Care home director fears protective equipment and testing arrangements ‘too little, too late’
The director of a group of care homes where 11 residents have died after contracting Covid-19 says she thinks the sector has been forgotten during a “horrendous” last three weeks.
Nicola Richards, who is director of three care homes in Sheffield with a total of around 200 residents, said that PPE and testing arrangements are finally being sorted but it is “too little, too late”.
And she said care homes have still not seen any of the financial support they have been promised.
Ms Richards (pictured), from Palms Row Healthcare, said two of the three homes she runs have had an outbreak, with the first case identified on March 20 and the first death on April 1. She said there are 51 confirmed cases among her residents, including two awaiting results.
Ms Richards added that she has had a staff absence rate of 40% and the first proper shipment of PPE equipment only arrived on Good Friday.
Ms Richards said: “It’s been too little too late for us with two homes hit.
“It’s been horrendous. It’s been a really, really, difficult time for us – staff, residents, families.
“It’s just been incredibly challenging. We’ve been in this for three-and-a half-weeks now.
“It’s been a lonely three-and-a-half weeks. If the public only knew what was going on.”
Ms Richards said: “I just don’t think we’ve had the support. We’ve not been prepared for this.
“There has been a lot of emphasis on the NHS, and rightly so. But, ultimately we’re an integral part of the healthcare system too.
“But we’ve been lacking PPE, lacking the testing kit. We should have had some support.”
Ms Richards said that 30 of her staff have tested positive and 45 are self-isolating.
She said: “Some staff have been absolutely terrified by this.
“They’ve been coming in to do hands-on care with residents and we should have had all the PPE to meet the needs of the residents we’re caring for.
“We’re losing staff on a daily basis through isolation and testing positive and it’s had a real impact on the workforce.”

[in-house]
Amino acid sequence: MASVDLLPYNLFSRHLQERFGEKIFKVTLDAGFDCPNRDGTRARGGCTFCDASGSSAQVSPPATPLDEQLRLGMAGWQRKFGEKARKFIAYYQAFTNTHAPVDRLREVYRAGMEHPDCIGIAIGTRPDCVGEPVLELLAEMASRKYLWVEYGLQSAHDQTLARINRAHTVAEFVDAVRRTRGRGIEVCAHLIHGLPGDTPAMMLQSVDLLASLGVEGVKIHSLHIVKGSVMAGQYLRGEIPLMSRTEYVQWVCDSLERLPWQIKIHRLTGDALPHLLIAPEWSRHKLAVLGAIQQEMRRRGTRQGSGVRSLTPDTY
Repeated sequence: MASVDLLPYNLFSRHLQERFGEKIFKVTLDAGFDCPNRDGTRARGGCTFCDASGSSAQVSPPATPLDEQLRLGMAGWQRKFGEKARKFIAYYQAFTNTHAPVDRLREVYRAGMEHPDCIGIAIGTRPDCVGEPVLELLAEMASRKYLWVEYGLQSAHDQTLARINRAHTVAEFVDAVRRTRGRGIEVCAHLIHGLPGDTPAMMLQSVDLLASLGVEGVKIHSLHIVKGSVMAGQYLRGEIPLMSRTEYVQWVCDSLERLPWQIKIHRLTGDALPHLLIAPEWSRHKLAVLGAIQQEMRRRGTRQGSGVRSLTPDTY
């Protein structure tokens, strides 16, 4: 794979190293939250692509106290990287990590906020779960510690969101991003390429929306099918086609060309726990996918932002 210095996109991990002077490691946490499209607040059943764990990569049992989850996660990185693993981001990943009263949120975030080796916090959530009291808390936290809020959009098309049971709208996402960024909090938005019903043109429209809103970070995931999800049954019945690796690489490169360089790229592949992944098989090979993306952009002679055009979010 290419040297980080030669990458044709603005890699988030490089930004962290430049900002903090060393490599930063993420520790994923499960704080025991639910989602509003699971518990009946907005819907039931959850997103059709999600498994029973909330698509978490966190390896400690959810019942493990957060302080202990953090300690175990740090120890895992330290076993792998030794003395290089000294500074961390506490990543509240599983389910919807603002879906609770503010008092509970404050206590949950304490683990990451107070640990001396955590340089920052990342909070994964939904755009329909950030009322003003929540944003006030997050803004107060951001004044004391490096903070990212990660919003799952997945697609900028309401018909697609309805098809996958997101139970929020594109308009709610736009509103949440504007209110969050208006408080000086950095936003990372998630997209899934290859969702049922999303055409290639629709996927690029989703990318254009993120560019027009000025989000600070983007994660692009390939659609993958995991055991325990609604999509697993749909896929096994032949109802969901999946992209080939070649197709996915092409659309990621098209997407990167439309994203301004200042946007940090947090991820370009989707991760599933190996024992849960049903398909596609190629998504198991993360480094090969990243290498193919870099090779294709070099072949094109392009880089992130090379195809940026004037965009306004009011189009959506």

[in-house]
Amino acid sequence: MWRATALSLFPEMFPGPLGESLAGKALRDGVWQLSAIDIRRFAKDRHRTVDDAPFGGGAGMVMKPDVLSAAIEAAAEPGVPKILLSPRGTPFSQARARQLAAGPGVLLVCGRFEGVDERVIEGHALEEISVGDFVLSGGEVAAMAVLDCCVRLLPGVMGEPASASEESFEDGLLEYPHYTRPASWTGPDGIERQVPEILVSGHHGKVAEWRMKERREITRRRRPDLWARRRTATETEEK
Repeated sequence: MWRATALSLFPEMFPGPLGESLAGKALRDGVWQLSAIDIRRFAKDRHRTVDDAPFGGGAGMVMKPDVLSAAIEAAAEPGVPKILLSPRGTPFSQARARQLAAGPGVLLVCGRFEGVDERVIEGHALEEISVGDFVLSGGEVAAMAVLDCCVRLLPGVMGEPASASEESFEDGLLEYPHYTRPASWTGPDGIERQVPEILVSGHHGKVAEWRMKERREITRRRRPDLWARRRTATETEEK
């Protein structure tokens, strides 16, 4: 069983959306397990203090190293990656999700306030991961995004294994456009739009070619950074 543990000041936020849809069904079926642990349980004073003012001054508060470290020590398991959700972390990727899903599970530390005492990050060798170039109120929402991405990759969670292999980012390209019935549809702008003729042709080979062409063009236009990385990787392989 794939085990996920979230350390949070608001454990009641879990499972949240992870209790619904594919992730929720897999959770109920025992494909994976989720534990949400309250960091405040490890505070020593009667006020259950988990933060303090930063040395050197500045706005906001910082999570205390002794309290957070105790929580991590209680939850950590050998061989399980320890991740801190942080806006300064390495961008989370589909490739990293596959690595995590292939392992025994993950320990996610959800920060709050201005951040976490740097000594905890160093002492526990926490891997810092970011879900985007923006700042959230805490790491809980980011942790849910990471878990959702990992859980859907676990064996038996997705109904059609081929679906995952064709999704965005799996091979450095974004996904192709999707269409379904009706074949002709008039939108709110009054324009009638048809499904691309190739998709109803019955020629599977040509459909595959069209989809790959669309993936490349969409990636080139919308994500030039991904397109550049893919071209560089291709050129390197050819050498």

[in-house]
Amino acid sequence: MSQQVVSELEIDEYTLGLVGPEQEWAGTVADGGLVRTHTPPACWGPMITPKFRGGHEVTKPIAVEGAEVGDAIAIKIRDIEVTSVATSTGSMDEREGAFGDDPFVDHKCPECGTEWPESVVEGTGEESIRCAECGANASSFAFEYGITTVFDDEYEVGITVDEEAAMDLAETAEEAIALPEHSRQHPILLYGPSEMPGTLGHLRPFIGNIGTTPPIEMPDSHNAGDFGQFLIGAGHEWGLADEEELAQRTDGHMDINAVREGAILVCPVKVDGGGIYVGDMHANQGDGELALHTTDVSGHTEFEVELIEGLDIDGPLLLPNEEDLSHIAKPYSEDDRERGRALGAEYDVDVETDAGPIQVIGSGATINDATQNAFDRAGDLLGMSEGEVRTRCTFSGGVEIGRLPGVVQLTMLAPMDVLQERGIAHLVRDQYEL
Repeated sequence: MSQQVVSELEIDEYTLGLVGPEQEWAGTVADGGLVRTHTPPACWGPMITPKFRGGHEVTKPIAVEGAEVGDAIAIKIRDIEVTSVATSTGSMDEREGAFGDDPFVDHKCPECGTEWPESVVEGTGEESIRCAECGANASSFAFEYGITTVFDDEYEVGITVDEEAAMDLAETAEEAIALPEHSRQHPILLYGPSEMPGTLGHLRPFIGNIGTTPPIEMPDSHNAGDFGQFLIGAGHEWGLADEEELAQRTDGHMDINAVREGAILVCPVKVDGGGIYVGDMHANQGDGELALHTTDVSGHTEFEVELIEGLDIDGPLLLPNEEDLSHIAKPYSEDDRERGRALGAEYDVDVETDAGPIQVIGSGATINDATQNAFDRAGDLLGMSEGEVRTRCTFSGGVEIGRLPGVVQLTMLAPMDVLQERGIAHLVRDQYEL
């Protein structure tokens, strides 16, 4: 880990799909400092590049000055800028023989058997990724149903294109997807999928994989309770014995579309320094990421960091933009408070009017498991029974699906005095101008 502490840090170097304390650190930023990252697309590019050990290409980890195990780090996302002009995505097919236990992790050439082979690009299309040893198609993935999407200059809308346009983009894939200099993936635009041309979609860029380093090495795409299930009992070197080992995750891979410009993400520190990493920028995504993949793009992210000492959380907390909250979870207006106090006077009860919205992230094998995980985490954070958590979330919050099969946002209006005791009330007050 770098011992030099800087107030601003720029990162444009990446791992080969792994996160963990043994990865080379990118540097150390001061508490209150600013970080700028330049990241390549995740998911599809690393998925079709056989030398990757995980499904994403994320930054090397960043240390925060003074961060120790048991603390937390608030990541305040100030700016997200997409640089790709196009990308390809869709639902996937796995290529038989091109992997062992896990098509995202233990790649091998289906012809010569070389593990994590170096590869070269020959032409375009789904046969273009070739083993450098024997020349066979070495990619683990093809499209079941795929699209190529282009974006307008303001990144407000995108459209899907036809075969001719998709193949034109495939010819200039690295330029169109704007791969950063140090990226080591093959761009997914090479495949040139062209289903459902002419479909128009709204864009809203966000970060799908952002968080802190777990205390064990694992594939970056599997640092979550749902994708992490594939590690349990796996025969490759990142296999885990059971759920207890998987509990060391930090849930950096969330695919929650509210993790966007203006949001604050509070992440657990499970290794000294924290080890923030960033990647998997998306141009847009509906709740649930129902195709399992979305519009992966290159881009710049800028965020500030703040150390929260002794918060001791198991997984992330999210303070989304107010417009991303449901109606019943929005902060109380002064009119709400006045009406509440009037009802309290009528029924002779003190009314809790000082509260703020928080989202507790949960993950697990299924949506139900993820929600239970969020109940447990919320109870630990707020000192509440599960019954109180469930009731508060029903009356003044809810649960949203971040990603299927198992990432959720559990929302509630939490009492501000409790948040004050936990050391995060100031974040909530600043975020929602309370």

She said: “Staff are terrified, anxious, worried, upset. They want to care for the residents.”
Asked about an estimate that the Government’s death toll figure is 10% underestimated due to the daily number only looking at hospitals, Ms Richards said: “I think it’ll be a lot higher. I think it’s significantly higher.”
She said a lack of financial support was causing daily problems.
And she said that money worries had been exacerbated by a new notification from the local authority of a funding increase of 4.9% that is effectively a cut due to the 6.2% minimum wage increase and inflationary costs.
Ms Richards said: “We’ve not had any staffing support, we’ve had no financial support.
“We’ve still not had any commitment on financial incentives.”
She said Care England has told her there should be a 15% budget uplift to cope with the crisis but this has not materialised.
“Were looking at a sector that’s already underfunded,” Ms Richards said.
“We shouldn’t be worrying about financials at this time, we need to be delivering the care.”
Ms Richards said: “It’s an incredibly emotional time for our staff and our families.
“It just feels like a real blow to us, it really feels like our services are not valued.”
She said: “We seem to be at the bottom of the pecking order here, it’s totally unfair.”
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